The Scientist has a cool piece about Michael Davidson, a molecular biophysicist who takes awesome microscopic-level photos of beer (and pretty much everything else):
To create his striking images, Davidson had to find ways to bridge the gap between what he saw through his microscope and what the camera lens saw. Because the eye detects more fluctuations along the color spectrum, the challenge has been creating specimens that work as well for the camera as they do for the human eye. For starters, the molecules have to be in crystalline form, so that they will generate the contour-revealing colors of polarized light. ... Preparing the specimens can take weeks or months. Davidson's expansive collection of microimages of beer, for example, was particularly grueling to put together. "A lot of beers are pretty close to one another, chemically speaking," he explained. "Only a few motifs are different, yet we had to assign a distinct pattern to each brand."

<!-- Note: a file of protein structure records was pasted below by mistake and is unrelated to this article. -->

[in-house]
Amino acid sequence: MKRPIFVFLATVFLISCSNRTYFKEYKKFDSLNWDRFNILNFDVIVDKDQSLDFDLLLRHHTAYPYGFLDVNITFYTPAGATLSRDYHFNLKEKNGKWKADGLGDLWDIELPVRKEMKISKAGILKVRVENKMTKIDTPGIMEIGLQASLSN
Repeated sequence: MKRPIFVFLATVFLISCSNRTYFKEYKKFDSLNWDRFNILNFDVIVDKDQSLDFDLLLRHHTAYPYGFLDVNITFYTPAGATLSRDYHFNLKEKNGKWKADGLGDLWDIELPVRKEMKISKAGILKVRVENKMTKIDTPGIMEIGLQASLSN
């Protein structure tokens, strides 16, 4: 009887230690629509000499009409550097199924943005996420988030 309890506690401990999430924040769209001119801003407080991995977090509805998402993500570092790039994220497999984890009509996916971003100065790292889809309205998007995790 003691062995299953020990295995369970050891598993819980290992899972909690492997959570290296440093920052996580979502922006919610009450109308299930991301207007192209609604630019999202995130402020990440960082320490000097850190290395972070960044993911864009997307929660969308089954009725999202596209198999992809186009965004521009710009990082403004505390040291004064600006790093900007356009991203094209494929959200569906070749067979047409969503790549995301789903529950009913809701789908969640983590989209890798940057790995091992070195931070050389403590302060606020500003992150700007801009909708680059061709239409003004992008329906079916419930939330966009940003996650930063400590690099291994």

The beer pictured above is a Budweiser, looking a lot more appetizing than usual. After the jump you'll find Amstel, St. Pauli Girl, Molson Light, Heineken, and Staropramen, a Czech favorite -- can you guess which is which?